You know, look, this economy is waking up. We are on fire. Things are going. This morning we had retail sales , it just blew us out of the water. You had a number of data points. That's just showing that better than expected. And the great surprises that yields are coming down. Because other great growth in bond yields can bounce. So this market is setting up. We've seen this sideways, this kind of sideways, quiet market volumes, really dried up people. And I think that's because it's much more fun to go to the beach than it is to sit around a computer trading, day trading all day. Can't blame him , right. That whole movement, I think just is gonna move to where this is perhaps. Now, if I can keep data as strong as today, that's going to make the summer a little more exciting than I thought before this morning, I was expecting kind of a snoozer summer. I figured everybody would be out. We kind of sideways marching , market, but the earnings would continue to grow and what that was going to enable, us to grow into these valuations that everyone's so concerned about. For valuations right now, future earnings, you know, you're taking multiples from 28 , 29 times earnings down to 20. So, forward expectations are pretty good. And I think that can continue to give legs to this market. So, right now I'm seeing things happen. I seen in my career, I'm seeing numbers that are happening, that I hadn't seen in my career. I see a government that is making financial conditions very easy and accommodative. And I don't see the bond market saying it's too much. I'm in. I'm long,

Natalie Picha:

Wow. All right. Well, thank you guys very, very much. Exciting stuff today. A thank you to our listeners for listening to Royal Harbor Partners Market Talk. Our team wants you to feel confident about your financial future. We are devoted to our relationships with multi-generational families,for the creation of successful legacies. Through our one-on-one conversations, we can help you discover a clear path forward for your personal wealth management and investment journey. Call us today or visit our website www.royalharborpartners.com To start your conversation.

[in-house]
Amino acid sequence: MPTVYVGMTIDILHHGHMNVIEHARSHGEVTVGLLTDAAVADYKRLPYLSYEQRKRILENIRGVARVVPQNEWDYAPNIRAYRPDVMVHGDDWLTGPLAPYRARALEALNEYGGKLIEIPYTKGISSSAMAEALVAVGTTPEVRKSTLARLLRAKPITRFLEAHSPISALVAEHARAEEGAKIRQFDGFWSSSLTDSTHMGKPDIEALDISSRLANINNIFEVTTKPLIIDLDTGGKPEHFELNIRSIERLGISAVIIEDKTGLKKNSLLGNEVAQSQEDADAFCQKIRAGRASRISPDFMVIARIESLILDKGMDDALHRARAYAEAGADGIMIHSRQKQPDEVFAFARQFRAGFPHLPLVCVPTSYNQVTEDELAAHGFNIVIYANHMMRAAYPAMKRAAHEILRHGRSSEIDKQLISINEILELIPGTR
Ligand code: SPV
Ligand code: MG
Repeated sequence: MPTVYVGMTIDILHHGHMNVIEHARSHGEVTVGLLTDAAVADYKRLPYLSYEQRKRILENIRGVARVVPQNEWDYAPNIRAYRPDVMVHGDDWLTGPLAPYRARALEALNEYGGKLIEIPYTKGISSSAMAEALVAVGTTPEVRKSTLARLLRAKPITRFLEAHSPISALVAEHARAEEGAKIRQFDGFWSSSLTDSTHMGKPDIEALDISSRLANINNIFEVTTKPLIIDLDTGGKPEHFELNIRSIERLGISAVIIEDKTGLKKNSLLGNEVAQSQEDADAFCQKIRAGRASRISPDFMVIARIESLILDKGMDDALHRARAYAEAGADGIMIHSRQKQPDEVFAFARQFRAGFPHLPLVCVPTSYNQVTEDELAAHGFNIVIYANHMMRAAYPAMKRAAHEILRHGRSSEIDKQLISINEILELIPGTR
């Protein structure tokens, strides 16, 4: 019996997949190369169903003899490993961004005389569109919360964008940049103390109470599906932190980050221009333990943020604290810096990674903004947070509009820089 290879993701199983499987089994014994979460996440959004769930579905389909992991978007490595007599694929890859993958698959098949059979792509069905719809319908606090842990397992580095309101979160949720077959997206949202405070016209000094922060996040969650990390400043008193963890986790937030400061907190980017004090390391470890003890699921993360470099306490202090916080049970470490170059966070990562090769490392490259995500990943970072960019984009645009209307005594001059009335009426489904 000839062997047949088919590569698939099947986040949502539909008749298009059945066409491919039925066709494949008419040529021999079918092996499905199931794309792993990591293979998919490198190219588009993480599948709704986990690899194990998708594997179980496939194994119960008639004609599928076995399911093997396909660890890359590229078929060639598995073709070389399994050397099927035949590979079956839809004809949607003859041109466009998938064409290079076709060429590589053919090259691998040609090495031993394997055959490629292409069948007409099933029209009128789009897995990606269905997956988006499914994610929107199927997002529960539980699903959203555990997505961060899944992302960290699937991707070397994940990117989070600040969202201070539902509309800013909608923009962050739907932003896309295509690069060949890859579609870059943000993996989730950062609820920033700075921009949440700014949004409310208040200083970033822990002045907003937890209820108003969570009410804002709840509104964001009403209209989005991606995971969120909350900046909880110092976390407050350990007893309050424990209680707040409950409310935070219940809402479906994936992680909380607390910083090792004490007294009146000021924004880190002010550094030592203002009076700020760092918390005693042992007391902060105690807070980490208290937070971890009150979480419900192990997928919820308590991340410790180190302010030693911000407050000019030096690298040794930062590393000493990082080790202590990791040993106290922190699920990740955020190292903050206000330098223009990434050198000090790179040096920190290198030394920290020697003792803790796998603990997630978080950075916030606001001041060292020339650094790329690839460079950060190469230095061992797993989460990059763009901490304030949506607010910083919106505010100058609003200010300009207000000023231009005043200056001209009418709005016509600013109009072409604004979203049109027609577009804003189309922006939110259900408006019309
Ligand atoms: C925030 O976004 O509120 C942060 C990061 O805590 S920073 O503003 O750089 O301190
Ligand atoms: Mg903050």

Disclosure:

Royal Harbor Partners is a registered investment advisor and the opinions expressed by Royal Harbor Partners on this show are their own. All statements and opinions expressed are based upon information considered reliable. Although it should not be relied upon as such any statements or opinions are subject to change without notice. Information presented is for educational purposes only, and does not intend to make an offer or solicitation for the sale or purchase of any specific securities investment or investment strategies. Investments involve risk. And unless otherwise stated are not guaranteed. Information express does not take into account your specific situation or objectives and is not intended as recommendations appropriate for any individual listeners are encouraged to seek advice from a qualified tax legal or investment advisor to determine whether any information presented may be suitable for their specific situation. Past performance is not indicative of future performance.

Introduction
Inflation Metrics and the Base Effect
The Market is Starting to Believe
The Significance of Debit
Markets: U.S. vs. International
Bitcoin and the Fear of Missing Out
The Waking Economy
Closing
Disclosure Statement